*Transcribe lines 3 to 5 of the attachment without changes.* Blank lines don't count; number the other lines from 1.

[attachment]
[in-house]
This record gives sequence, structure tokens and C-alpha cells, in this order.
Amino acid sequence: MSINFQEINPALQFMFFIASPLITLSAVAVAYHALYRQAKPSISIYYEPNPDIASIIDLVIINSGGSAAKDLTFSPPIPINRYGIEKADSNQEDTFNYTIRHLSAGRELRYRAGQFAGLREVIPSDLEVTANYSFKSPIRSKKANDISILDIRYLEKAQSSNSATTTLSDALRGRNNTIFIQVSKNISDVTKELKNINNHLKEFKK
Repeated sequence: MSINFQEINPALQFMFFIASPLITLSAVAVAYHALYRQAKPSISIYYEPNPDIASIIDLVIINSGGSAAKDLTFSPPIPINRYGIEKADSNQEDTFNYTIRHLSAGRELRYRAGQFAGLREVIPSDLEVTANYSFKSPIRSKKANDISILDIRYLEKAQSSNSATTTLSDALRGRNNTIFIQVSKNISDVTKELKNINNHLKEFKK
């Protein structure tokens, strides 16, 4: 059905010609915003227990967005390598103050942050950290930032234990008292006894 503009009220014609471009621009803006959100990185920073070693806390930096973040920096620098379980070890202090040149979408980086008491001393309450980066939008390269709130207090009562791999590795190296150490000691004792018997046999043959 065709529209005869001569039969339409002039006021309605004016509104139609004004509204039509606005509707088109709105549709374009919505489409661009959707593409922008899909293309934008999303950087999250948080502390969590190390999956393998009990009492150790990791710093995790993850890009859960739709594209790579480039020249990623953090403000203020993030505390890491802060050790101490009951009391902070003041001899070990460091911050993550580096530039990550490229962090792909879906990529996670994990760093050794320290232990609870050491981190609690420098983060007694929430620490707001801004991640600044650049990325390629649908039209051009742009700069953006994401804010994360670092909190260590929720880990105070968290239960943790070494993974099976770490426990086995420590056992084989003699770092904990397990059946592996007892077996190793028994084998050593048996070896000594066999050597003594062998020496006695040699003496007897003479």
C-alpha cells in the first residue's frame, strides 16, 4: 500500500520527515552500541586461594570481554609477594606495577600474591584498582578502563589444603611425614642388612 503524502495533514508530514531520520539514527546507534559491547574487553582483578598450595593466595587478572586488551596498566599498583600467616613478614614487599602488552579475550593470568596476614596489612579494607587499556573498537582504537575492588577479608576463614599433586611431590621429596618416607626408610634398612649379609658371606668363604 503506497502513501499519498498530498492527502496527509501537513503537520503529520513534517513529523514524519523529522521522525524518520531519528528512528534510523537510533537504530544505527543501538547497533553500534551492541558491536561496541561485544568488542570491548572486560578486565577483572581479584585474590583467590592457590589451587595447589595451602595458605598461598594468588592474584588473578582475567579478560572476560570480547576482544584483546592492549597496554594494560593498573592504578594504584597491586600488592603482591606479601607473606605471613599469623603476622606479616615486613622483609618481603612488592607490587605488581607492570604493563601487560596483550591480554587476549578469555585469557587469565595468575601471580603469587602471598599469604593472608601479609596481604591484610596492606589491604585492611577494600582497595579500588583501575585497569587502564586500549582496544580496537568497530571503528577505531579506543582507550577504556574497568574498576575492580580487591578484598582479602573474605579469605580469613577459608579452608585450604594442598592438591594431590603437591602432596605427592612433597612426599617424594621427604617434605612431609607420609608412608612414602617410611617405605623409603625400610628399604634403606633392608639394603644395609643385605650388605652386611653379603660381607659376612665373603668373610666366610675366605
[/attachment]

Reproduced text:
Amino acid sequence: MSINFQEINPALQFMFFIASPLITLSAVAVAYHALYRQAKPSISIYYEPNPDIASIIDLVIINSGGSAAKDLTFSPPIPINRYGIEKADSNQEDTFNYTIRHLSAGRELRYRAGQFAGLREVIPSDLEVTANYSFKSPIRSKKANDISILDIRYLEKAQSSNSATTTLSDALRGRNNTIFIQVSKNISDVTKELKNINNHLKEFKK
Repeated sequence: MSINFQEINPALQFMFFIASPLITLSAVAVAYHALYRQAKPSISIYYEPNPDIASIIDLVIINSGGSAAKDLTFSPPIPINRYGIEKADSNQEDTFNYTIRHLSAGRELRYRAGQFAGLREVIPSDLEVTANYSFKSPIRSKKANDISILDIRYLEKAQSSNSATTTLSDALRGRNNTIFIQVSKNISDVTKELKNINNHLKEFKK
């Protein structure tokens, strides 16, 4: 059905010609915003227990967005390598103050942050950290930032234990008292006894 503009009220014609471009621009803006959100990185920073070693806390930096973040920096620098379980070890202090040149979408980086008491001393309450980066939008390269709130207090009562791999590795190296150490000691004792018997046999043959 065709529209005869001569039969339409002039006021309605004016509104139609004004509204039509606005509707088109709105549709374009919505489409661009959707593409922008899909293309934008999303950087999250948080502390969590190390999956393998009990009492150790990791710093995790993850890009859960739709594209790579480039020249990623953090403000203020993030505390890491802060050790101490009951009391902070003041001899070990460091911050993550580096530039990550490229962090792909879906990529996670994990760093050794320290232990609870050491981190609690420098983060007694929430620490707001801004991640600044650049990325390629649908039209051009742009700069953006994401804010994360670092909190260590929720880990105070968290239960943790070494993974099976770490426990086995420590056992084989003699770092904990397990059946592996007892077996190793028994084998050593048996070896000594066999050597003594062998020496006695040699003496007897003479």